FIRST, be happy and excited to be here. RIT and NTID is the brass ring: and you should want to work hard for this goal. Let the anticipation motivate you. Remember that you must: Prioritize your schedule – time management is critical; classes first, studying second, other things third – students do this the other way around; Make sacrifices – less socializing; Get help when you need it: “I don’t need help Professor.” Studied the night before and got an A – can’t do that here.

Second, eliminate doubts and fears. Let me say that if you doubt that you belong here: STOP!!! You’re here because you deserve to be here. I know Dan Shelley (Associate Vice President and Director of Undergraduate Admissions) and Sally Douglas (Senior Director of Admissions): and they’re two of the sharpest people I know at RIT. So I know the team that they have in the Admissions Office is just as sharp: and so I know you wouldn’t be here unless you belonged. It doesn’t matter if you’ve come in under some summer program or early start program: you belong here. So eliminate doubt – and have a strong sense of belonging.

As far as fear goes, Dr. Susan Jeffers, in her book: “Feel The Fear and Do It Anyway” writes that fear will follow you on any new venture. Just work through it.”

Third, pick excellent mentors and role models (maybe a Professor). Pick and choose someone who is uplifting and inspiring. Even our own Dr. Sandra Johnson, SR. Vice President of Student Affairs, in a recent article talked about the importance of getting good mentors. I have several: Dr. Howard Ward, Dr. Kevin McDonald, Dr. John Klofas and Dr. Judy Porter to name a few. There are so many others that I can’t mention.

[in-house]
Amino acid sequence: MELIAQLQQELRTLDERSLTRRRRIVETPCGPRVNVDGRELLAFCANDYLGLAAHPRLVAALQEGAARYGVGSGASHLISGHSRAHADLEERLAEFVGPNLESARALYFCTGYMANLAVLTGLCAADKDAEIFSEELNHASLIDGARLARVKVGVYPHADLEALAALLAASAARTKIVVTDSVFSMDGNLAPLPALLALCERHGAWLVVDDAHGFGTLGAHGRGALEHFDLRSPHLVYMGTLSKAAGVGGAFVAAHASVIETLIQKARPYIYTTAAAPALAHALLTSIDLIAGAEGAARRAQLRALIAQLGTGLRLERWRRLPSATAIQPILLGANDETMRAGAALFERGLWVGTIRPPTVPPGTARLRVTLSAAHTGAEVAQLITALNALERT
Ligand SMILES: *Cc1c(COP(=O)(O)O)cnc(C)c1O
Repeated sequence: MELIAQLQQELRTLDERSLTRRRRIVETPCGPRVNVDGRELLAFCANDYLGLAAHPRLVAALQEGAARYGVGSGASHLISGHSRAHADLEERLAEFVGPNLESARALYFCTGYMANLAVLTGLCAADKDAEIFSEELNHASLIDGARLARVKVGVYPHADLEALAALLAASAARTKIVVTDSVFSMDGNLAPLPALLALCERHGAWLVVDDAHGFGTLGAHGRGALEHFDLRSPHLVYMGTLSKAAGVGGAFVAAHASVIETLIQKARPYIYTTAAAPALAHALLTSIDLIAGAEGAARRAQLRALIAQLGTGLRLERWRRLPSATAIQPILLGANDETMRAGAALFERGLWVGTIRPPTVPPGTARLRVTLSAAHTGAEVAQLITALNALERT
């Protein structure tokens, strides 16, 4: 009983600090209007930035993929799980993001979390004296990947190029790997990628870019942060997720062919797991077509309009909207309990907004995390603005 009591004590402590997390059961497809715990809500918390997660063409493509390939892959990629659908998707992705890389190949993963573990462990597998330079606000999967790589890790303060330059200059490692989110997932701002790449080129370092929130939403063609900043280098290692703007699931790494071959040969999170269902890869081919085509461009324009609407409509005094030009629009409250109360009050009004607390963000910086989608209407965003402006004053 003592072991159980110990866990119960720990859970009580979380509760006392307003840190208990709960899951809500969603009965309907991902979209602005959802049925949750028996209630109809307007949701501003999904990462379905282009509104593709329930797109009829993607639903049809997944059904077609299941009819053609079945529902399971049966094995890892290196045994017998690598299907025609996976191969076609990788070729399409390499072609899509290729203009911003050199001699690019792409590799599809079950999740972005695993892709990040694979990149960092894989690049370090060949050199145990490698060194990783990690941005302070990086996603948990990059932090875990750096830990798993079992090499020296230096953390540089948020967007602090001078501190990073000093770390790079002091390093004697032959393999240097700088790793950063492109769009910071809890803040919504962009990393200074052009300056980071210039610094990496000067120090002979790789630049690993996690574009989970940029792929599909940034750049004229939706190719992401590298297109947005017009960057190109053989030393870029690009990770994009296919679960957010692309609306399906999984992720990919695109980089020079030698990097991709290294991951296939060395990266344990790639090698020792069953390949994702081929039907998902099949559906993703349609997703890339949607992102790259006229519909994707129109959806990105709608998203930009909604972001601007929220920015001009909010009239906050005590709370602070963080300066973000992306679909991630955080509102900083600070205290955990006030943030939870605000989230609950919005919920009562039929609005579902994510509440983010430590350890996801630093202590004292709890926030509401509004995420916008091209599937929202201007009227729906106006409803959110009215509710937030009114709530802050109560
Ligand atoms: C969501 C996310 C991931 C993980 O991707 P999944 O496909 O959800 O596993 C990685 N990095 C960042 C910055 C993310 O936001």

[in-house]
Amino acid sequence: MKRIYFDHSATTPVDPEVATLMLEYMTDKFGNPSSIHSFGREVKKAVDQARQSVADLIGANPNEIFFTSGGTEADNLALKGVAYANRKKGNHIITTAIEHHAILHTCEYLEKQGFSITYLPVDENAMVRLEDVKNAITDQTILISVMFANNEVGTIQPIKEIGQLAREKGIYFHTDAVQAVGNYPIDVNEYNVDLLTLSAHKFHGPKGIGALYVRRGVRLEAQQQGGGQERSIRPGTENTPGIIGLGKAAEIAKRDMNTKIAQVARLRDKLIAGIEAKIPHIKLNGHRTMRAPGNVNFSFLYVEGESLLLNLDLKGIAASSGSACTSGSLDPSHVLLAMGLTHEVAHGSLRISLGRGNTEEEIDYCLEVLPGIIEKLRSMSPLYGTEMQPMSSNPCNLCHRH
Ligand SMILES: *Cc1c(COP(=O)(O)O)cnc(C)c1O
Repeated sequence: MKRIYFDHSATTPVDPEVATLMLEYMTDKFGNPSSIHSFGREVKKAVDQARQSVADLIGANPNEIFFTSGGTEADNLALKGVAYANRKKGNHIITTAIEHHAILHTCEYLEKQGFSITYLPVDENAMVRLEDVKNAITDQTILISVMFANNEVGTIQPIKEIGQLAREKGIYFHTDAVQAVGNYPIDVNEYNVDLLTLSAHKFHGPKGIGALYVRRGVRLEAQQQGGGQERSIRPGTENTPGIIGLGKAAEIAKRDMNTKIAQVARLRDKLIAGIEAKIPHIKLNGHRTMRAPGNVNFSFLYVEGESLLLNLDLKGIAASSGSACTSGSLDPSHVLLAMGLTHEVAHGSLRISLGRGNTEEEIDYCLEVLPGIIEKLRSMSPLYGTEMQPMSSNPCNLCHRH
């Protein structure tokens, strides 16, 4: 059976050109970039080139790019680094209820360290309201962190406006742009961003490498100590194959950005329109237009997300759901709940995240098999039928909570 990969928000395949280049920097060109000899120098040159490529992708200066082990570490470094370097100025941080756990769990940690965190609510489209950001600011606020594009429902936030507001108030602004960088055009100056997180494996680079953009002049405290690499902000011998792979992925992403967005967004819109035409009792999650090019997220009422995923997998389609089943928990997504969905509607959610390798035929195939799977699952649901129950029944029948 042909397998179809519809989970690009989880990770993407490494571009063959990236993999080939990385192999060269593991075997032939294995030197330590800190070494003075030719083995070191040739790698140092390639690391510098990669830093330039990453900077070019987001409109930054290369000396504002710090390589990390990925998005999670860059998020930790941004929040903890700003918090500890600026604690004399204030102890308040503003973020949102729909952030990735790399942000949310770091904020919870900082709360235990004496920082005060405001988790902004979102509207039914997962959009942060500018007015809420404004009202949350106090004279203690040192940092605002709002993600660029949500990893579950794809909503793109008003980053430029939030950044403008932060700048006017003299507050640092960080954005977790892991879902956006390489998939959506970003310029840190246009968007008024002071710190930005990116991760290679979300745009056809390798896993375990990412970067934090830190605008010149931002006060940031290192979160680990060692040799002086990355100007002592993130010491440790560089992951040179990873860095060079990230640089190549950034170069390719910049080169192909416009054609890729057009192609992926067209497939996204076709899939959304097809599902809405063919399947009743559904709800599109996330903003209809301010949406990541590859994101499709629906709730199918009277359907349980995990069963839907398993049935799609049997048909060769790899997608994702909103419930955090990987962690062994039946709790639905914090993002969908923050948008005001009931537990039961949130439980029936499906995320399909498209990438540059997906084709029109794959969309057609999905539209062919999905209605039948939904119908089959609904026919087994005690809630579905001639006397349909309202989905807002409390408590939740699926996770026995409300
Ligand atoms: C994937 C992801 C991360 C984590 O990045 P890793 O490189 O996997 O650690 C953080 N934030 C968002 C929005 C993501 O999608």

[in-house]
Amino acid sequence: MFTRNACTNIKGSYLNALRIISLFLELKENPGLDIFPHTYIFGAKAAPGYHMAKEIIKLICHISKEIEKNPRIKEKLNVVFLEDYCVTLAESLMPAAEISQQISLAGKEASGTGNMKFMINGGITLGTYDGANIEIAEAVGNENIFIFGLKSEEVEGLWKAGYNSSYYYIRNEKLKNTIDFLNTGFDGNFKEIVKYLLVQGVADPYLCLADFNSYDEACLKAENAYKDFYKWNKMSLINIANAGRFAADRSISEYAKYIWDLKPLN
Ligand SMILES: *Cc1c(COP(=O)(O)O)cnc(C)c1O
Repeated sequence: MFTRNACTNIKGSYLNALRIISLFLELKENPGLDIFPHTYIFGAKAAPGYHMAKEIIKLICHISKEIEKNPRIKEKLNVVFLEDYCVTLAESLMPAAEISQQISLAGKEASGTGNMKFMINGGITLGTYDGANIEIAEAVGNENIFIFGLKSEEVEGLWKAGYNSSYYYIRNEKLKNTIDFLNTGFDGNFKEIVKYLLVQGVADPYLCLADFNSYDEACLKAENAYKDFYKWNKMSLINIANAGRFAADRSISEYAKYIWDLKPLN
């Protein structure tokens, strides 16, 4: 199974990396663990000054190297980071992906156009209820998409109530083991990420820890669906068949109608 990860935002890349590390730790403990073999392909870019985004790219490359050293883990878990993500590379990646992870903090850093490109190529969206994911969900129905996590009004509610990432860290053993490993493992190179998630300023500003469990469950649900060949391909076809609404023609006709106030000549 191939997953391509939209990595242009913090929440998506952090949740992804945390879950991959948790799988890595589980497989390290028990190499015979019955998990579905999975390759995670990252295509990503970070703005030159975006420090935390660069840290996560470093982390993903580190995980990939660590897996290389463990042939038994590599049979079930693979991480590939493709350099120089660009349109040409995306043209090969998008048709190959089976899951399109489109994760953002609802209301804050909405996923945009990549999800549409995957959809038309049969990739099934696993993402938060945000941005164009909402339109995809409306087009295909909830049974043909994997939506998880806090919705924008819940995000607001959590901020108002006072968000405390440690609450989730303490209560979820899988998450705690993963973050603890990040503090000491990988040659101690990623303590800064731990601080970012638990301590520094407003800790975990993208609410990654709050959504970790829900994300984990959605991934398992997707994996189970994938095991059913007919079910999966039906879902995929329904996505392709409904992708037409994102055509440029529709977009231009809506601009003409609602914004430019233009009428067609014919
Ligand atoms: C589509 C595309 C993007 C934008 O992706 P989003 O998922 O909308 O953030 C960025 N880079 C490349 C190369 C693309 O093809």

One of my biggest role models is my barber: Shariff Bryant - he owns a barber shop out here in Henrietta called Flawless. He’s never been to college but is one of the smartest men I’ve ever met. I usually leave his shop motivated and full of hope and promise for life. He says: “Joe: if the people in your life won’t uplift you, won’t motivate you, won’t celebrate you, and are always against you, GET RID OF THEM!”

Fourth, guard your mind and be very careful what you believe in. When I was 18, the WORST MISTAKE I ever made in my life was listening to people who doubted me and didn’t have my best interest in mind. I overvalued their opinions – all of which were negative. That plagued me for quite a bit in my adulthood. Always believe in yourself and find others that do as well.

Earl Nightingale, considered by some to be the Dean of Personal Development (and one of my personal heroes), says: “Whatever we plant in our subconscious mind, and nourish with repetition and emotion, will one day become a reality.”

So, plant success in your minds and nourish it daily. In the end, it will pay off.

Finally, to the Parents: I want to applaud you: you’ve done well. We trust that you’ve instilled your student with the proper value system they will need. You can give your student space now to grow: you don’t need to hang over them. I can hear the students saying: “take it easy Professor: someone’s got to pay the tuition bill.” Please give your students a little room. They know where home is if they need you.

So remember students, although this speech will certainly be forgotten, please don’t forget what I’ve shared with you – I’m an alumni and we are family now.

I thank you for coming; Families drive carefully, God bless everyone and have a great evening.